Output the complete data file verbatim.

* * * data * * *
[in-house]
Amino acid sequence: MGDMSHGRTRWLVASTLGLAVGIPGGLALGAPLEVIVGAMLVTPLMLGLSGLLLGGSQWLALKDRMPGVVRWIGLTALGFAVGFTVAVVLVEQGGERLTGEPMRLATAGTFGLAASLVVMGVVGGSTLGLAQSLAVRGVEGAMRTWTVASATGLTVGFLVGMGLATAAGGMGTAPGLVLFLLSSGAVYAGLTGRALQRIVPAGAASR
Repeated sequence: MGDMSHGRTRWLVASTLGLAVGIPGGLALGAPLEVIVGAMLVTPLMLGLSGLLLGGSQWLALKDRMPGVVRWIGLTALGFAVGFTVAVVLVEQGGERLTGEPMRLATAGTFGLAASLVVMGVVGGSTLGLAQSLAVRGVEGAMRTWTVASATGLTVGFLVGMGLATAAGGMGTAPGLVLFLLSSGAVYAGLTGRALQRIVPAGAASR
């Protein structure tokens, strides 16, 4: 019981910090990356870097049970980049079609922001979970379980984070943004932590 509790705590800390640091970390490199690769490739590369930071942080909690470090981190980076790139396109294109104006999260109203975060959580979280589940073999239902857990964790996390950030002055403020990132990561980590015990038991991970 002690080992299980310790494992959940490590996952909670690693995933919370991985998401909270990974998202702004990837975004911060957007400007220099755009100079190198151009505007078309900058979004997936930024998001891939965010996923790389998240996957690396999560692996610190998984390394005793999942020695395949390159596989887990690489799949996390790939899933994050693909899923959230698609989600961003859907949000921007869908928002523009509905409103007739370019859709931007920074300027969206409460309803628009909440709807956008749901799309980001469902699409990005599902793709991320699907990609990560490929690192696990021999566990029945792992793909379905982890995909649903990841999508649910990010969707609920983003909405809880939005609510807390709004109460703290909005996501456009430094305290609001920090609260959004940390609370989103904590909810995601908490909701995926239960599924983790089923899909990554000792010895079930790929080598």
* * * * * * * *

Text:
[in-house]
Amino acid sequence: MGDMSHGRTRWLVASTLGLAVGIPGGLALGAPLEVIVGAMLVTPLMLGLSGLLLGGSQWLALKDRMPGVVRWIGLTALGFAVGFTVAVVLVEQGGERLTGEPMRLATAGTFGLAASLVVMGVVGGSTLGLAQSLAVRGVEGAMRTWTVASATGLTVGFLVGMGLATAAGGMGTAPGLVLFLLSSGAVYAGLTGRALQRIVPAGAASR
Repeated sequence: MGDMSHGRTRWLVASTLGLAVGIPGGLALGAPLEVIVGAMLVTPLMLGLSGLLLGGSQWLALKDRMPGVVRWIGLTALGFAVGFTVAVVLVEQGGERLTGEPMRLATAGTFGLAASLVVMGVVGGSTLGLAQSLAVRGVEGAMRTWTVASATGLTVGFLVGMGLATAAGGMGTAPGLVLFLLSSGAVYAGLTGRALQRIVPAGAASR
């Protein structure tokens, strides 16, 4: 019981910090990356870097049970980049079609922001979970379980984070943004932590 509790705590800390640091970390490199690769490739590369930071942080909690470090981190980076790139396109294109104006999260109203975060959580979280589940073999239902857990964790996390950030002055403020990132990561980590015990038991991970 002690080992299980310790494992959940490590996952909670690693995933919370991985998401909270990974998202702004990837975004911060957007400007220099755009100079190198151009505007078309900058979004997936930024998001891939965010996923790389998240996957690396999560692996610190998984390394005793999942020695395949390159596989887990690489799949996390790939899933994050693909899923959230698609989600961003859907949000921007869908928002523009509905409103007739370019859709931007920074300027969206409460309803628009909440709807956008749901799309980001469902699409990005599902793709991320699907990609990560490929690192696990021999566990029945792992793909379905982890995909649903990841999508649910990010969707609920983003909405809880939005609510807390709004109460703290909005996501456009430094305290609001920090609260959004940390609370989103904590909810995601908490909701995926239960599924983790089923899909990554000792010895079930790929080598």